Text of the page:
By Nick Giongco
After 14 long years, the Philippines returned to the summit of Southeast Asian Games supremacy when it garnered 149 gold medals in the 30th staging of the SEAG on home soil.
Banking on the potent support of the government and the public, the host country went on a blistering pace and even with four days of competition remaining in the 12-day event, it already had the overall crown in the bag.
Pulling it off wasn’t actually rocket science.
All the Philippine Olympic Committee did, led by its intrepid president Bambol Tolentino, was focus on sports where the Philippines had genuine chances of winning not just a medal, but a gold at that.
The formula worked wonders for the Philippines since the SEAG Federation Council members—the 11-member SEAG countries—almost always agree to allow the host to pick sports where they excel in.
Partnering with the Philippine Sports Commission, whose chairman Butch Ramirez also took the job of chief of mission of the Philippine team and whose office pumped in hefty funding for the athletes’ training and overseas exposure, and the Phisgoc, which organized the SEAG, there was simply no turning back for the Philippines in gunning for the overall championship.
When the mushroom dissipated, Vietnam, the host of the 2021 edition, could only grab 98 while Thailand, the undisputed champion of the biennial sportsfest, was a distant third with 92.
Arnis, danceport and athletics provided the oomph in the Philippines’ total gold tally with a combined production of 34.
But taking the spotlight still were the marquee sports with basketball staging a coup with the unfancied women’s team winning alongside the all-pro men’s squad.
World champion gymnast Carlos Yulo also delivered by taking two gold and five silver medals while Rio Olympics silver medalist Hidilyn Diaz lived up to her lofty billing by capturing the gold in her 55 kg event in weightlifting.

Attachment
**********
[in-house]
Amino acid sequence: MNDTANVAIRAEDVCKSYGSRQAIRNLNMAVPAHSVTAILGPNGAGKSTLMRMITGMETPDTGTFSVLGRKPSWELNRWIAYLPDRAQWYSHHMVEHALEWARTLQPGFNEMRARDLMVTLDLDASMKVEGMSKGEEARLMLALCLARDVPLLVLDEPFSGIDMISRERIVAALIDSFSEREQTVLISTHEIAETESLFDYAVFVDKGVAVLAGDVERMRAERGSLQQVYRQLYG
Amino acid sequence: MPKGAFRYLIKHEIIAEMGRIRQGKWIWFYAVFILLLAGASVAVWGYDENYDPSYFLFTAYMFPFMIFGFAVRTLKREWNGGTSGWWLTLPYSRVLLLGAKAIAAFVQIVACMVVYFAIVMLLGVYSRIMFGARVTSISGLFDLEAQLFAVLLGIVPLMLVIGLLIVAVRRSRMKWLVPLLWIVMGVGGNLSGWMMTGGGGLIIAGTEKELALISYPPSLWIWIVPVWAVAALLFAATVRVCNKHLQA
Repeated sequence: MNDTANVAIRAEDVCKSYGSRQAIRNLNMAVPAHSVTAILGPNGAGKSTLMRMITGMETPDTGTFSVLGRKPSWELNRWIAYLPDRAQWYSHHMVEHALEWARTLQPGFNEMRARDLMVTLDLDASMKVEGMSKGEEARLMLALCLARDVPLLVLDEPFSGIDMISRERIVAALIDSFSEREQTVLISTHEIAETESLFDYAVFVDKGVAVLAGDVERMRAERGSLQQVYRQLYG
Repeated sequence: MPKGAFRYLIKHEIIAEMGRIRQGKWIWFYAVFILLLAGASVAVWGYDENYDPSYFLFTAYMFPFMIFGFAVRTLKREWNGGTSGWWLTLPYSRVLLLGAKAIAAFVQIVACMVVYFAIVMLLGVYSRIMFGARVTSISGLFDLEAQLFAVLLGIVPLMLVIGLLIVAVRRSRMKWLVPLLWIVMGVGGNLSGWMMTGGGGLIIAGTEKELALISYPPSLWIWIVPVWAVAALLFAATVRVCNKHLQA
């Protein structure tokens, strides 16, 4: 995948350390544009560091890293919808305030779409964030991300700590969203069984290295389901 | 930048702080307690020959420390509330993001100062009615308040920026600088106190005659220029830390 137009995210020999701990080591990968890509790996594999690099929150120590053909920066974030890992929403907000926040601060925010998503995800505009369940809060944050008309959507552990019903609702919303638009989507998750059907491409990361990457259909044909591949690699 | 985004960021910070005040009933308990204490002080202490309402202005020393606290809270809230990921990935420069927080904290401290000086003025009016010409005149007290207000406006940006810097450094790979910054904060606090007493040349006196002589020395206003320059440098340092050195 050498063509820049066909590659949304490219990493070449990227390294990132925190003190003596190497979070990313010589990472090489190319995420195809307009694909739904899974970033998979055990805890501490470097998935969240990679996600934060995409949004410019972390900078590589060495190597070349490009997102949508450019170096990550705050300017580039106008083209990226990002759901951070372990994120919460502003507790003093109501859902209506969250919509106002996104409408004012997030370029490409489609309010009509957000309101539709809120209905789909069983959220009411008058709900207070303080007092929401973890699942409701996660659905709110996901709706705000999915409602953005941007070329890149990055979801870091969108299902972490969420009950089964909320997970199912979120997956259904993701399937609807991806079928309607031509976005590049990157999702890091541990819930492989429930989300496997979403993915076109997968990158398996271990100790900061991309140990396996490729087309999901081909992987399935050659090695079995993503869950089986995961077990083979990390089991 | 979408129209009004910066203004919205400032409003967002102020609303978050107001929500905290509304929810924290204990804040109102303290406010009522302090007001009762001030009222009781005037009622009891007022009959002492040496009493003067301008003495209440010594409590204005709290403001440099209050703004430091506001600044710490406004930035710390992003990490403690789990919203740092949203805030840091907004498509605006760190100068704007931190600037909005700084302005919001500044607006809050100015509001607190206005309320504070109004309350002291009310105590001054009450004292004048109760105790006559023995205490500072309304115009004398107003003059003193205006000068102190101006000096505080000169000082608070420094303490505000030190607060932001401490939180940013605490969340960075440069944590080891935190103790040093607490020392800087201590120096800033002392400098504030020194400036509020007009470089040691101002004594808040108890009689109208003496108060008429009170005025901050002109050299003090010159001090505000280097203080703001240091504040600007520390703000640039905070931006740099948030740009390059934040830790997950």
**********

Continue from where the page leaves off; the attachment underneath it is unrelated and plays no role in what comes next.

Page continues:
Boxing, the traditional provider, had 12 out of 13 fighters winning medals with seven bagging gold, two silver and three bronze medals.
Taekwondo took eight and wushu had seven while skating and obstacle racing chipped in six each.
There were also breakthroughs in other sports with squash finally winning its first-ever gold; swimming ending its 10-year gold drought; and combat sports Muay, kickboxing, judo, jiujitsu, karate, sambo, kurash and wrestling refusing to be outdone.
But there were big letdowns as well with bowling, whose history is stuffed with legends, failing to strike even once.
Table tennis and badminton remained stagnant.
Still, the SEAG, particularly this one which the country hosted, transcended not just feats of strength and endurance, speed and sheer skills.
It also marked the display of man’s often-forgotten trait of caring for humanity that was personified by surfer Roger Casogay, who came to the rescue of an Indonesian rival whose leash broke after being pummeled by heavy waves.
Casogay came to the aid of Arip Nurhidayat during the heats just two days before he gave the Philippines a gold.
Casogay’s humanitarian deed didn’t escape the eyes of President Rodrigo Duterte, who warmly received him at Malacañang.
Even Indonesian president Joko Widodo was so touched by Casogay’s act that he praised him to high heavens upon learning of Nurhidayat’s rescue.
“Winning the competition and upholding sportsmanship is important, but humanity is above all,” Widodo said in a statement.
Tags: #SEAGames2019, 30TH SEA GAMES, 30th Southeast Asian Games, Bambol Tolentino, Butch Ramirez, Carlos Yulo, Hidilyn Diaz, Philippine Olympic Committee, Philippine Southeast Asian Games Organizing Committee, Philippine Sports Commission, PHISGOC, POC, PSC, Roger Casogay, SEA Games, SEA Games Federation Council, Southeast Asian Games